Sunday, 4 October 2015

The fourth trimester: seven things I wish I'd known

We've nearly made it! In two weeks' time darling daughter will be sailing out of the fourth trimester and reaching that all-important three month milestone.  While I'm not doolally enough to think this spells an end to a lot of challenges, and won't herald in a host of new ones, I can at least content myself in the fact that by this point, we've both got our heads round mother and babyhood a little, my tiny tot is finally wearing newborn size and her mummy has worked out how to fit the carseat without having an aneurysm in the process.  While nothing can prepare you for parenthood, there are certainly a few things I'll remind myself of if I decide to embark on this escapade a second time around:

1. Babies are sneaky
Your little one might seem helpless and adorable, but that innocent exterior is harbouring a machiavellian mastermind.  A deeply sleeping beauty will mutate into a squawking gremlin the moment you decide to take a moment out for yourself, whether you're sitting down to eat, answering the phone, dashing to the loo or trying to have a conversation with your other half that doesn't revolve around nappy contents and cradle cap.  Or, having the health visitor round to weigh the baby? What better time to unleash a triple whammy of projectile poo, pee and puke the moment the nappy comes off.

2.  Health professionals are (mostly) not there to judge you
It's easy to get anxious when incident above happens, or when you find that your baby is the only snarling beetroot in a postnatal group full of pink, pillowy angels, but doctors, nurses and health visitors have been round the block and know the drill with babies and frazzled first-time parents.  Feeding is the only area which might play out a little differently, but there's a whole blog of its own in there.

3. Mealtimes will never be the same again
How I laugh ruefully now at my optimistically alphabeticised spice shelf, arranged a mere month before the baby made an appearance.  For the first few weeks, we lived off ready meals and takeaways when we remembered to eat, and it's only now that I've graduated on to making the odd simple meal in a week of bangers, burgers and stirfries.  Meals are now erratic, frantic and usually bolted down one-handed while trying not to spill sauce or noodles on a tetchy newborn.  And you will probably never feel the same way about korma sauce again.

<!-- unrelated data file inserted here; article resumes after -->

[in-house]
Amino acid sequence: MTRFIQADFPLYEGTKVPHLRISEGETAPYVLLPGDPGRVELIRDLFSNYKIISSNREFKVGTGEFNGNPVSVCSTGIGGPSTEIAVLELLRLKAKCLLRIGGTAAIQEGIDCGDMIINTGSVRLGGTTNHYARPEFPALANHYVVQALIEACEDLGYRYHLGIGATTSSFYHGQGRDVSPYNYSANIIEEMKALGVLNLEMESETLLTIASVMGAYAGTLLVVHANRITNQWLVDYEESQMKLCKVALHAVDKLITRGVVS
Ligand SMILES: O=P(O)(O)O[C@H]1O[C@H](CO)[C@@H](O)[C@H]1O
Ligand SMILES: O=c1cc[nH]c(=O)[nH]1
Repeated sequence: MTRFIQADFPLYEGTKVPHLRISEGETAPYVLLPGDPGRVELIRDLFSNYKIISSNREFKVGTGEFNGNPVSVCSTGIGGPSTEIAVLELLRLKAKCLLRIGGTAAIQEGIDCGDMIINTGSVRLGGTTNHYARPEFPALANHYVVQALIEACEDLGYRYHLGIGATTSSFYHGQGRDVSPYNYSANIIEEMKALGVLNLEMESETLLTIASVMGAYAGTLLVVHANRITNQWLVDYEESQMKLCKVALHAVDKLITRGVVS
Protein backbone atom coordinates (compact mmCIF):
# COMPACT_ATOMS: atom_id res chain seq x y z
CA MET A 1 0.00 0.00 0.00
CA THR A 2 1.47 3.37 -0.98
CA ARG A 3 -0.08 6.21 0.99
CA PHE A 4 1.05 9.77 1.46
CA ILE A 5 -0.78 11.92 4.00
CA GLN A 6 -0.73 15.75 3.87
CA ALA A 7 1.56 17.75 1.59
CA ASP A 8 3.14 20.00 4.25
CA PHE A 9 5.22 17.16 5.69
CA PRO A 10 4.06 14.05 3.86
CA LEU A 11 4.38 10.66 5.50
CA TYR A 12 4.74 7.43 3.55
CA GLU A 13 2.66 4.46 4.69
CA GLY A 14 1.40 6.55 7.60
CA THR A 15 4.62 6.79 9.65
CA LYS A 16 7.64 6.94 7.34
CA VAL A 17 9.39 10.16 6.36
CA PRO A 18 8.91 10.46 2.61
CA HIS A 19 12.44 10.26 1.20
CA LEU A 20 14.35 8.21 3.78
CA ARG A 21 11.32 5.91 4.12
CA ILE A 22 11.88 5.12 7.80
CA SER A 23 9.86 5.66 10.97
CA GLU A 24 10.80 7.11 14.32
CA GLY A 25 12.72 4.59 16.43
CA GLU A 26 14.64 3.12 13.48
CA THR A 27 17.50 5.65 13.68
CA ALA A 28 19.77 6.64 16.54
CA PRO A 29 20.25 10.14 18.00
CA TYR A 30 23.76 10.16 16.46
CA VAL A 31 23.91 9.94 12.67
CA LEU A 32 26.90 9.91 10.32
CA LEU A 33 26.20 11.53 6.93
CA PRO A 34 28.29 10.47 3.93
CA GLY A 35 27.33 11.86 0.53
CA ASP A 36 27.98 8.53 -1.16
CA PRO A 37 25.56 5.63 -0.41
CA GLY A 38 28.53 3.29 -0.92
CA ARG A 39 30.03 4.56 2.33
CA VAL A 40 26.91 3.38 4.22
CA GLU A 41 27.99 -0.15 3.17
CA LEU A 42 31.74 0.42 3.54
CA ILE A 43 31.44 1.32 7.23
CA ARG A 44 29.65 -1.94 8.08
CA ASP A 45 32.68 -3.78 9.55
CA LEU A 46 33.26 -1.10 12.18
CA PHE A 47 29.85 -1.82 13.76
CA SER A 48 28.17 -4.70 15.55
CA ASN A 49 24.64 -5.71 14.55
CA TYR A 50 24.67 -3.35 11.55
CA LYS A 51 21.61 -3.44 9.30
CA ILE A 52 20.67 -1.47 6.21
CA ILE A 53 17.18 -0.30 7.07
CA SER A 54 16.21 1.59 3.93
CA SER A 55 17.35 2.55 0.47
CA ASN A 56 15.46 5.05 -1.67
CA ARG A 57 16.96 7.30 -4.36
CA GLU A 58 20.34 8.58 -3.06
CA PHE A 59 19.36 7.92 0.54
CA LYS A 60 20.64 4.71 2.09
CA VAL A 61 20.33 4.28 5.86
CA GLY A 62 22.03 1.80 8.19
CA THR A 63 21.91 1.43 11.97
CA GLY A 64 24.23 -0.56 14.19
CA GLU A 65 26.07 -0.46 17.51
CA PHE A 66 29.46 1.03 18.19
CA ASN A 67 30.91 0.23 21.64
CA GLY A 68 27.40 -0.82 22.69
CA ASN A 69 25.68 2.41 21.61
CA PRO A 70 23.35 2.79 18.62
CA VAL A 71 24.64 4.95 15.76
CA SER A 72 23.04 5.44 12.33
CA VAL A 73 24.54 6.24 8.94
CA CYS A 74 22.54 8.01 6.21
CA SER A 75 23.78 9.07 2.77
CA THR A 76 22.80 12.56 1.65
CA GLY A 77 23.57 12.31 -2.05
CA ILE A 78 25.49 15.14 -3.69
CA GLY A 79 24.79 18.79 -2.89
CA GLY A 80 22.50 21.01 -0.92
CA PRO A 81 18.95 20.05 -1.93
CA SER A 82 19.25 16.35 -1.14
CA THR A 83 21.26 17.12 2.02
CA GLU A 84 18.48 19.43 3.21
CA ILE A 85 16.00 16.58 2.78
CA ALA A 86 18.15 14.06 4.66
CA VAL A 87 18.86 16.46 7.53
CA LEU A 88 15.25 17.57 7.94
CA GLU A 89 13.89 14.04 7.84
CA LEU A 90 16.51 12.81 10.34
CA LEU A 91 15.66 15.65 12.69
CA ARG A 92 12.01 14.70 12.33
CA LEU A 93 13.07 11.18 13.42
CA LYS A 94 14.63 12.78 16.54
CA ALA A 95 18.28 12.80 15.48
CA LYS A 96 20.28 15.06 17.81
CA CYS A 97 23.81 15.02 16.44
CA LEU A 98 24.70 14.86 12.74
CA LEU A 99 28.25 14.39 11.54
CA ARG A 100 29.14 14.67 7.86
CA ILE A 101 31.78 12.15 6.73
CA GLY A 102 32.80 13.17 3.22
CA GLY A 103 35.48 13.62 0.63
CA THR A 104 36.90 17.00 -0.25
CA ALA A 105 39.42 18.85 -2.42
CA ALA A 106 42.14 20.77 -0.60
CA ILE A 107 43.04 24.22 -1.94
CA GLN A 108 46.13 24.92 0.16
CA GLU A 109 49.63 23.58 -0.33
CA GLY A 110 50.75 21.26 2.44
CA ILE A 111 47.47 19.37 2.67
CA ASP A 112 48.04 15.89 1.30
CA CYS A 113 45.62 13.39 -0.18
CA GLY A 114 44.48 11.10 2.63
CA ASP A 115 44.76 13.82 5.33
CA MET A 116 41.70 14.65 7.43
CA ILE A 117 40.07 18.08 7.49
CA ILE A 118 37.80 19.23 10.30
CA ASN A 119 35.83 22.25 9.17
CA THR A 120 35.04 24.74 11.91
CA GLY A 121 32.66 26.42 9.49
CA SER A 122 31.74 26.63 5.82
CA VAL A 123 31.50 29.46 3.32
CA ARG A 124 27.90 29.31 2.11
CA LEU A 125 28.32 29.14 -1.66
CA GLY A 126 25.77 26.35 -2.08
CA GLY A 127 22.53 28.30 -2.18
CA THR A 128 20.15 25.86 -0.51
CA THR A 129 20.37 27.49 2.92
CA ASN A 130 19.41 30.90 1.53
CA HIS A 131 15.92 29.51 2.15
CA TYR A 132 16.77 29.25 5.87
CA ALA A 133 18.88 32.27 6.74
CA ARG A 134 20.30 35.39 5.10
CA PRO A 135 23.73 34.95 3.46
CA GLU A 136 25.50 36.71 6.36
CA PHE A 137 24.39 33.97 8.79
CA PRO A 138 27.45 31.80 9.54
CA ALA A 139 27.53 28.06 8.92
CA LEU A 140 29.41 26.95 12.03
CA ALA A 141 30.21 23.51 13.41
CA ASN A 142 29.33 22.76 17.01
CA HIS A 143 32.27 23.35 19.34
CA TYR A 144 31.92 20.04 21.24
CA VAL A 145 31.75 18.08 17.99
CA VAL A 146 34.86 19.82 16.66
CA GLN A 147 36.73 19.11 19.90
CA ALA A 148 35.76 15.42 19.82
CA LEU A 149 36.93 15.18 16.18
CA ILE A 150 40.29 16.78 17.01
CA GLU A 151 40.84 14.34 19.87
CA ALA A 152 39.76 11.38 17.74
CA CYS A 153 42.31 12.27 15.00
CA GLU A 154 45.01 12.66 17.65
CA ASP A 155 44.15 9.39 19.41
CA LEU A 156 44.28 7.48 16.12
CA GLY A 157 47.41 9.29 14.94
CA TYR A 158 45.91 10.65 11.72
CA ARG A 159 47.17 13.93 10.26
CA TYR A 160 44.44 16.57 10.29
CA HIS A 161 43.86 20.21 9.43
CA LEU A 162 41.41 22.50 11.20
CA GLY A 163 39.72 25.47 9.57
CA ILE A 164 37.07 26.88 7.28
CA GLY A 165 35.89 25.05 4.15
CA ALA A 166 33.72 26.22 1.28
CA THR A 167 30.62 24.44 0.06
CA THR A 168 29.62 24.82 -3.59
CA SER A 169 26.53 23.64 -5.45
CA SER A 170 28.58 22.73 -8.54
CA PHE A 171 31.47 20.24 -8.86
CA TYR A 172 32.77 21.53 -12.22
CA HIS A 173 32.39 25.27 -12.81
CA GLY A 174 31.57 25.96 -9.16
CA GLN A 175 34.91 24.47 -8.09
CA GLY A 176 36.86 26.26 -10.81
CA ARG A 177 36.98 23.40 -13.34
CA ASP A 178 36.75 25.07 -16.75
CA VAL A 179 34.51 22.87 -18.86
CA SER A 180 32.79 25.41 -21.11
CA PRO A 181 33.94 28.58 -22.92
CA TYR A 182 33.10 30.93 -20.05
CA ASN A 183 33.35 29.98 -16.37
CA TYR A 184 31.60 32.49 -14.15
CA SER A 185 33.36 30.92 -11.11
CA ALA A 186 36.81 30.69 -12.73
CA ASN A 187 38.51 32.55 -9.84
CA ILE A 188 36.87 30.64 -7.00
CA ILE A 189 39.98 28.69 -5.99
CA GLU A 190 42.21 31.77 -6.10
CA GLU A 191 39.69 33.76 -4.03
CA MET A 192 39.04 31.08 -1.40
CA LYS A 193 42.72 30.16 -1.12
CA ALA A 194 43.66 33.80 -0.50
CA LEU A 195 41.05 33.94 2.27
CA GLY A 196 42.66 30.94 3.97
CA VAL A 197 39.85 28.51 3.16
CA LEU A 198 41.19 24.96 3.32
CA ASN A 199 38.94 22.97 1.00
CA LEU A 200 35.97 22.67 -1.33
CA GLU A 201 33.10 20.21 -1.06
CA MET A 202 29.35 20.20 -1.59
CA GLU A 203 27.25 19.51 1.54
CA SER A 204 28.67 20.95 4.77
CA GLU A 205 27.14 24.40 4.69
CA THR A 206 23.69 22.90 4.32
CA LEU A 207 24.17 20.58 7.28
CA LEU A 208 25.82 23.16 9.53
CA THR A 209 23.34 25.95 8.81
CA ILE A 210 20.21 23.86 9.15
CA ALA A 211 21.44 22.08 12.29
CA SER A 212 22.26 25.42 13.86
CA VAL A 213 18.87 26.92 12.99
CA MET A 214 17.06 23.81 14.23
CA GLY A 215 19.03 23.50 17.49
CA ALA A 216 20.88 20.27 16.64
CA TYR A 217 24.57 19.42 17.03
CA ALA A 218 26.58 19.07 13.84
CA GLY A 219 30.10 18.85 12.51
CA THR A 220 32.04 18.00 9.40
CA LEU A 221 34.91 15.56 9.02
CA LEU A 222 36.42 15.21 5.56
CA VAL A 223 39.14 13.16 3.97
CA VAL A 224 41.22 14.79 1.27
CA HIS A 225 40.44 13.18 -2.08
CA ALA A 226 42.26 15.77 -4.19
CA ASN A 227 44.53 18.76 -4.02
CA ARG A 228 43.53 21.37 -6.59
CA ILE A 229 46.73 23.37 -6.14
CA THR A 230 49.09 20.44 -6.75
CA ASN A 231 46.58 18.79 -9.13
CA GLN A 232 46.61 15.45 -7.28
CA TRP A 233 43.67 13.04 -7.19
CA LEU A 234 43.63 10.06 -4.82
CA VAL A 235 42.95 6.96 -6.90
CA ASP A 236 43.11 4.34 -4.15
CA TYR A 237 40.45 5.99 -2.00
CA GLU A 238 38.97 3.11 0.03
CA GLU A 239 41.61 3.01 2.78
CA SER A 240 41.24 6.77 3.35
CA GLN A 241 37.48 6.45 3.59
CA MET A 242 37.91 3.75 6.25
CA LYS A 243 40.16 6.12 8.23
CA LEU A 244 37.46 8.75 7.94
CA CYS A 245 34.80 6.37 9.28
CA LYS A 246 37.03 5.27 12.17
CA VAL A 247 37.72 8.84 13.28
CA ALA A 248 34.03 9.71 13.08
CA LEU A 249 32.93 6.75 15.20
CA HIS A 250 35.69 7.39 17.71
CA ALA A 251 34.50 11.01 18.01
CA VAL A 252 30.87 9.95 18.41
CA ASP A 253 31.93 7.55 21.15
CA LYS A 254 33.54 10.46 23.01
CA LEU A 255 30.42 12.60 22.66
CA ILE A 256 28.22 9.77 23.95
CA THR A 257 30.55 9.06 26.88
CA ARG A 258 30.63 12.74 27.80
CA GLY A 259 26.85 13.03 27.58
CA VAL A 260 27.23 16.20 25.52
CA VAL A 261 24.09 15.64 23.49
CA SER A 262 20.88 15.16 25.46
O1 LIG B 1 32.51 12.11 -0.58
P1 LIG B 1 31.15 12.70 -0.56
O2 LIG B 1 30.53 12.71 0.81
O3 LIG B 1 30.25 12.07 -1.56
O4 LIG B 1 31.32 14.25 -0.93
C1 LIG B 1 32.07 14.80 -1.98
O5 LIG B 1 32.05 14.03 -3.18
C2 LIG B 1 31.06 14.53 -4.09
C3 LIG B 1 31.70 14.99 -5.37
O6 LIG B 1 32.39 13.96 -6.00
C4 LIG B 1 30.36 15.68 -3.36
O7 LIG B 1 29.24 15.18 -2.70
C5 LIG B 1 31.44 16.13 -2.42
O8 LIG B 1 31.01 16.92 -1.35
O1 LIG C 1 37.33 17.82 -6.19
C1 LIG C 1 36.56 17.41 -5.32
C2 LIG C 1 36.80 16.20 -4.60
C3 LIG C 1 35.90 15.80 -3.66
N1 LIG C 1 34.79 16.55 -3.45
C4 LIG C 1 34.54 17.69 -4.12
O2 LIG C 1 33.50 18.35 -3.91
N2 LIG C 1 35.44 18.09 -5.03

4. The most mundane of moments are your new vicarious thrills
Usually food-related, including: savouring a biscuit while the bottle warms up at the 3am feed, slathering indecent amounts of butter on cold toast, getting to drink half your coffee while it's still lukewarm, trawling through Buzzfeed in the early hours as you hold your baby upright for that all-important half hour after a feed.

5. That sleeping like a baby... lies
Newborns spend the night grunting, straining, snoring, squeaking, coughing and farting, and you will spend at least the first few weeks sitting bolt upright in bed in terror for every noise you hear.  The times when they are silent and appear to be barely breathing are even more terrifying, to the point where you get no sleep even when the baby is allowing you to.

6. The 'baby in bed' dream is the worst
Many other parents have shared the horror of a vivid dream that your newborn is in bed with you, only to wake up disorientated and scared to find that they are sleeping happily in their basket (probably grunting, farting, etc).  I can take this up one level, and found myself trying to burp a daughter-sized teddy bear while semi-conscious in the early hours.

7. The first smile is worth the wait
After weeks spent fretting that darling daughter hadn't raised a smile yet ('maybe she knows how to but we just aren't making her happy?'), my husband and I both succeeded on consecutive days, me from playing a silly game and him from stuffing his face with food (clearly we have an intellectual heavyweight in the making).  Like so many other things, babies' sense of humour is mysterious and peculiar, though; both of us were pipped to the post in getting a grin by the base of the armchair next to her changing mat, which she seems to find comedy gold to this day.